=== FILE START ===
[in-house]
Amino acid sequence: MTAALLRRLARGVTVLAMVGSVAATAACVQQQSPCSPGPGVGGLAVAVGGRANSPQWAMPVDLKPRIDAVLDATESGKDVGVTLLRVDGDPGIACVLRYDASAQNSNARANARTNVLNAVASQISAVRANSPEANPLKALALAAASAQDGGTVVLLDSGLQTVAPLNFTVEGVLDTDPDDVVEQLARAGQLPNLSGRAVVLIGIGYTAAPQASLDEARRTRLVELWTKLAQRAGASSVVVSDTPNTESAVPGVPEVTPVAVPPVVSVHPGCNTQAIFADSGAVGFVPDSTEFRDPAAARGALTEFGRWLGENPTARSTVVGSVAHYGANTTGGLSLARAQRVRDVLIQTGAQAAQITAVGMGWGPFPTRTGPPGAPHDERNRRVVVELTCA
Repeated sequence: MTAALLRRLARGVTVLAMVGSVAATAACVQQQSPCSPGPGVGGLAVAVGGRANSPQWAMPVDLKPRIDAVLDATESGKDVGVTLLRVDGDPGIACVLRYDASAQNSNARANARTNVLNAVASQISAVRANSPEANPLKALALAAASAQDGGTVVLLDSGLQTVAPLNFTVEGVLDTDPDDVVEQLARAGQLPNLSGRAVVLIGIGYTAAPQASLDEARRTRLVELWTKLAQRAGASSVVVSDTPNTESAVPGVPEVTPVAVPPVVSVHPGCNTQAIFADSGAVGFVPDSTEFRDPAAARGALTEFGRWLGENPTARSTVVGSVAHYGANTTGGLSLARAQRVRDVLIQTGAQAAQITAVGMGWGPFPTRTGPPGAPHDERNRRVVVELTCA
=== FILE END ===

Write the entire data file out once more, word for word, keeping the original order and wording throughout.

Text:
[in-house]
Amino acid sequence: MTAALLRRLARGVTVLAMVGSVAATAACVQQQSPCSPGPGVGGLAVAVGGRANSPQWAMPVDLKPRIDAVLDATESGKDVGVTLLRVDGDPGIACVLRYDASAQNSNARANARTNVLNAVASQISAVRANSPEANPLKALALAAASAQDGGTVVLLDSGLQTVAPLNFTVEGVLDTDPDDVVEQLARAGQLPNLSGRAVVLIGIGYTAAPQASLDEARRTRLVELWTKLAQRAGASSVVVSDTPNTESAVPGVPEVTPVAVPPVVSVHPGCNTQAIFADSGAVGFVPDSTEFRDPAAARGALTEFGRWLGENPTARSTVVGSVAHYGANTTGGLSLARAQRVRDVLIQTGAQAAQITAVGMGWGPFPTRTGPPGAPHDERNRRVVVELTCA
Repeated sequence: MTAALLRRLARGVTVLAMVGSVAATAACVQQQSPCSPGPGVGGLAVAVGGRANSPQWAMPVDLKPRIDAVLDATESGKDVGVTLLRVDGDPGIACVLRYDASAQNSNARANARTNVLNAVASQISAVRANSPEANPLKALALAAASAQDGGTVVLLDSGLQTVAPLNFTVEGVLDTDPDDVVEQLARAGQLPNLSGRAVVLIGIGYTAAPQASLDEARRTRLVELWTKLAQRAGASSVVVSDTPNTESAVPGVPEVTPVAVPPVVSVHPGCNTQAIFADSGAVGFVPDSTEFRDPAAARGALTEFGRWLGENPTARSTVVGSVAHYGANTTGGLSLARAQRVRDVLIQTGAQAAQITAVGMGWGPFPTRTGPPGAPHDERNRRVVVELTCA